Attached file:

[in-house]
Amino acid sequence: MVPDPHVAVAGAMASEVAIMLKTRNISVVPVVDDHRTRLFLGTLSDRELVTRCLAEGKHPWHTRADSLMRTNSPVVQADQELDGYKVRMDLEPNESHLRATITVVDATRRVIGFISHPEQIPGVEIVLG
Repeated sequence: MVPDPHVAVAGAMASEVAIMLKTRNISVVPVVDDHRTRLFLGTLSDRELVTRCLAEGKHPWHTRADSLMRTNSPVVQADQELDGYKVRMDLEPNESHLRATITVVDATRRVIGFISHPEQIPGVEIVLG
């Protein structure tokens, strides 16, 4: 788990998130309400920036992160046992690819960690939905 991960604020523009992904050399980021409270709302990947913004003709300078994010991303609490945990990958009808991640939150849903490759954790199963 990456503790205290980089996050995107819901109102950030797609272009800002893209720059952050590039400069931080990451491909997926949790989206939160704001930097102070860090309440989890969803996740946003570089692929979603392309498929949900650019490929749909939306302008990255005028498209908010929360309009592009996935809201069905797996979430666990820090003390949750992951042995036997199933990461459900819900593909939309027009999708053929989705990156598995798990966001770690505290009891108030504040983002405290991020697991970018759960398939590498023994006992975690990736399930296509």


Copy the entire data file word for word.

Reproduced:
[in-house]
Amino acid sequence: MVPDPHVAVAGAMASEVAIMLKTRNISVVPVVDDHRTRLFLGTLSDRELVTRCLAEGKHPWHTRADSLMRTNSPVVQADQELDGYKVRMDLEPNESHLRATITVVDATRRVIGFISHPEQIPGVEIVLG
Repeated sequence: MVPDPHVAVAGAMASEVAIMLKTRNISVVPVVDDHRTRLFLGTLSDRELVTRCLAEGKHPWHTRADSLMRTNSPVVQADQELDGYKVRMDLEPNESHLRATITVVDATRRVIGFISHPEQIPGVEIVLG
């Protein structure tokens, strides 16, 4: 788990998130309400920036992160046992690819960690939905 991960604020523009992904050399980021409270709302990947913004003709300078994010991303609490945990990958009808991640939150849903490759954790199963 990456503790205290980089996050995107819901109102950030797609272009800002893209720059952050590039400069931080990451491909997926949790989206939160704001930097102070860090309440989890969803996740946003570089692929979603392309498929949900650019490929749909939306302008990255005028498209908010929360309009592009996935809201069905797996979430666990820090003390949750992951042995036997199933990461459900819900593909939309027009999708053929989705990156598995798990966001770690505290009891108030504040983002405290991020697991970018759960398939590498023994006992975690990736399930296509």